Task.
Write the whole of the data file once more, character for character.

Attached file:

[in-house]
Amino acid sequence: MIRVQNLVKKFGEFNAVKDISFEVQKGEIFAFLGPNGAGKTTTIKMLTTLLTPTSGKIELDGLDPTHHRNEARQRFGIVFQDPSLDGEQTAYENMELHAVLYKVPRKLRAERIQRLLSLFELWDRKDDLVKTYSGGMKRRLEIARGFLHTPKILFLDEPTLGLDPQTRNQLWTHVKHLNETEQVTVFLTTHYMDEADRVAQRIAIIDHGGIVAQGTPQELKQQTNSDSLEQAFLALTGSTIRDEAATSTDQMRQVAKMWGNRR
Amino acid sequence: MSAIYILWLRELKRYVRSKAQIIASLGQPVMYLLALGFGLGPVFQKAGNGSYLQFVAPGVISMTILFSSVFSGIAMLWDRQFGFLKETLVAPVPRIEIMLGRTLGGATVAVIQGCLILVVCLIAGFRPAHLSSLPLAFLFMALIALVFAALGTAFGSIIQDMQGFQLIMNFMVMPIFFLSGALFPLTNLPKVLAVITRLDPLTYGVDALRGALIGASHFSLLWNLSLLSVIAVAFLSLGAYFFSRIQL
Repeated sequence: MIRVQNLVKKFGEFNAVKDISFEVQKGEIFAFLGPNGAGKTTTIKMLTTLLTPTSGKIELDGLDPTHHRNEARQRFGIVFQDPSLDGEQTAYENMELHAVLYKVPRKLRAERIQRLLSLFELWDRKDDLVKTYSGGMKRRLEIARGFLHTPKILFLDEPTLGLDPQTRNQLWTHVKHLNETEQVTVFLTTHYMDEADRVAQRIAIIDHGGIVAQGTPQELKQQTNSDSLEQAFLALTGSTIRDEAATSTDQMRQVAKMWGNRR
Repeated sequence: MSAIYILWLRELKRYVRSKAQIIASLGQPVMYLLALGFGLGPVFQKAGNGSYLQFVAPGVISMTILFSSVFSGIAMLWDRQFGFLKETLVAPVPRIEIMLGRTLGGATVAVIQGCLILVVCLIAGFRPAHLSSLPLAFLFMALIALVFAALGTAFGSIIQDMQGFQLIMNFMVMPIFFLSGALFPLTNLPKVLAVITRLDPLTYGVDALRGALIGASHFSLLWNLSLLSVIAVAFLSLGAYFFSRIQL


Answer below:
[in-house]
Amino acid sequence: MIRVQNLVKKFGEFNAVKDISFEVQKGEIFAFLGPNGAGKTTTIKMLTTLLTPTSGKIELDGLDPTHHRNEARQRFGIVFQDPSLDGEQTAYENMELHAVLYKVPRKLRAERIQRLLSLFELWDRKDDLVKTYSGGMKRRLEIARGFLHTPKILFLDEPTLGLDPQTRNQLWTHVKHLNETEQVTVFLTTHYMDEADRVAQRIAIIDHGGIVAQGTPQELKQQTNSDSLEQAFLALTGSTIRDEAATSTDQMRQVAKMWGNRR
Amino acid sequence: MSAIYILWLRELKRYVRSKAQIIASLGQPVMYLLALGFGLGPVFQKAGNGSYLQFVAPGVISMTILFSSVFSGIAMLWDRQFGFLKETLVAPVPRIEIMLGRTLGGATVAVIQGCLILVVCLIAGFRPAHLSSLPLAFLFMALIALVFAALGTAFGSIIQDMQGFQLIMNFMVMPIFFLSGALFPLTNLPKVLAVITRLDPLTYGVDALRGALIGASHFSLLWNLSLLSVIAVAFLSLGAYFFSRIQL
Repeated sequence: MIRVQNLVKKFGEFNAVKDISFEVQKGEIFAFLGPNGAGKTTTIKMLTTLLTPTSGKIELDGLDPTHHRNEARQRFGIVFQDPSLDGEQTAYENMELHAVLYKVPRKLRAERIQRLLSLFELWDRKDDLVKTYSGGMKRRLEIARGFLHTPKILFLDEPTLGLDPQTRNQLWTHVKHLNETEQVTVFLTTHYMDEADRVAQRIAIIDHGGIVAQGTPQELKQQTNSDSLEQAFLALTGSTIRDEAATSTDQMRQVAKMWGNRR
Repeated sequence: MSAIYILWLRELKRYVRSKAQIIASLGQPVMYLLALGFGLGPVFQKAGNGSYLQFVAPGVISMTILFSSVFSGIAMLWDRQFGFLKETLVAPVPRIEIMLGRTLGGATVAVIQGCLILVVCLIAGFRPAHLSSLPLAFLFMALIALVFAALGTAFGSIIQDMQGFQLIMNFMVMPIFFLSGALFPLTNLPKVLAVITRLDPLTYGVDALRGALIGASHFSLLWNLSLLSVIAVAFLSLGAYFFSRIQL